Investing should be easy – just buy low and sell high – but most of us have trouble following that simple advice. There are principles and strategies that may enable you to put together an investment portfolio that reflects your risk tolerance, time horizon, and goals. Understanding these principles and strategies can help you avoid some of the pitfalls that snare some investors.
It's easy to let investments accumulate like old receipts in a junk drawer.
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Over time, different investments' performances can shift a portfolio’s intent and risk profile. Rebalancing may be critical.
Why Waddell & Reed? It’s something I get asked every day. Our value prop does a great job of answering the question.
Successful sector investing is dependent upon an accurate analysis about when to rotate in and out.
For some, the social impact of investing is just as important as the return, perhaps more important.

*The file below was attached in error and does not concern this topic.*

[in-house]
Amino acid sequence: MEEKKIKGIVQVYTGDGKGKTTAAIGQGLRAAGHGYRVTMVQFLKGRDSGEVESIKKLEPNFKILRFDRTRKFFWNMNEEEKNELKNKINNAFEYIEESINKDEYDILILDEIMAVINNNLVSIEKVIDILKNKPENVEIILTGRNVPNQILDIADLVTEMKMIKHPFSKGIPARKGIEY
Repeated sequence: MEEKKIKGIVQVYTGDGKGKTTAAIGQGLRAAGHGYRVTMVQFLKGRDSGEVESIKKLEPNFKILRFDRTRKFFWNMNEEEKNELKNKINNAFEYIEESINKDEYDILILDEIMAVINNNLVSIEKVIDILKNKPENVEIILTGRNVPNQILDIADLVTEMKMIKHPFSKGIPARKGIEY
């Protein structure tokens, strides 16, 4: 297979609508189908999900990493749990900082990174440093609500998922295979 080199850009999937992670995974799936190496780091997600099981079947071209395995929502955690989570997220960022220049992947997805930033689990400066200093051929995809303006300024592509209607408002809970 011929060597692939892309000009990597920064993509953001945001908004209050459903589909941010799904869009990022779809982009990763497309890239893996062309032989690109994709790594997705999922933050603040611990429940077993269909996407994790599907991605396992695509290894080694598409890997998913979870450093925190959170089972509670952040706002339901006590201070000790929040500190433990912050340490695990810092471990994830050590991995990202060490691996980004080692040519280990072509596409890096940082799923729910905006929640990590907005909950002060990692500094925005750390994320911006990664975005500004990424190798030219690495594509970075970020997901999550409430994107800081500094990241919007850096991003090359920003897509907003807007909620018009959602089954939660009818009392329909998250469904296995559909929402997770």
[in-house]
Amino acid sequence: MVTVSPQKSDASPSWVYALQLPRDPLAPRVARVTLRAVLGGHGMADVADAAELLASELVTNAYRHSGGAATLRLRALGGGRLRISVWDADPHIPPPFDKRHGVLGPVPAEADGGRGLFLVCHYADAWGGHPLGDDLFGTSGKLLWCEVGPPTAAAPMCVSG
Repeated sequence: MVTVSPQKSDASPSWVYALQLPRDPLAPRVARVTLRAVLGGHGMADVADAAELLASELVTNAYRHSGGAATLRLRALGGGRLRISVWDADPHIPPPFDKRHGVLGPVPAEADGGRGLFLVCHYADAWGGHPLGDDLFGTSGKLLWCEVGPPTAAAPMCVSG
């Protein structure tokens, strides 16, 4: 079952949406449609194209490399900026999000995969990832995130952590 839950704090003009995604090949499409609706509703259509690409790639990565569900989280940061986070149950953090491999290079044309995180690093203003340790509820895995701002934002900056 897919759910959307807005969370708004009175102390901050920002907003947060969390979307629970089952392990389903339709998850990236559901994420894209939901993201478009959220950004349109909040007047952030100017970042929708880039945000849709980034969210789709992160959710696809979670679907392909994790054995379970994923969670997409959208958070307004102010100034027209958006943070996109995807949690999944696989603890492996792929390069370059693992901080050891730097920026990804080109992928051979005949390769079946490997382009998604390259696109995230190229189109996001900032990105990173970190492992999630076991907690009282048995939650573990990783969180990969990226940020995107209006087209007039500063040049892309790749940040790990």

A company's profits can be reinvested or paid out to the company’s shareholders as “dividends."
With more than 50 529 education savings plans available, choosing one should be done with careful consideration.
Estimate the potential impact taxes and inflation can have on the purchasing power of an investment.
This calculator can help you estimate how much you should be saving for college.
Use this calculator to compare the future value of investments with different tax consequences.
This calculator helps determine your pre-tax and after-tax dividend yield on a particular stock.
This questionnaire will help determine your tolerance for investment risk.
Use this calculator to better see the potential impact of compound interest on an asset.
Principles that can help create a portfolio designed to pursue investment goals.
There are some key concepts to understand when investing for retirement
There are some smart strategies that may help you pursue your investment objectives
Understanding the cycle of investing may help you avoid easy pitfalls.
Agent Jane Bond is on the case, cracking the code on bonds.
In the world of finance, the effects of the "confidence gap" can be especially apparent.
From the Dutch East India Company to Wall Street, the stock market has a long and storied history.
How do the markets usually react to elections? Was the 2016 election any different?
There are hundreds of ETFs available. Should you invest in them?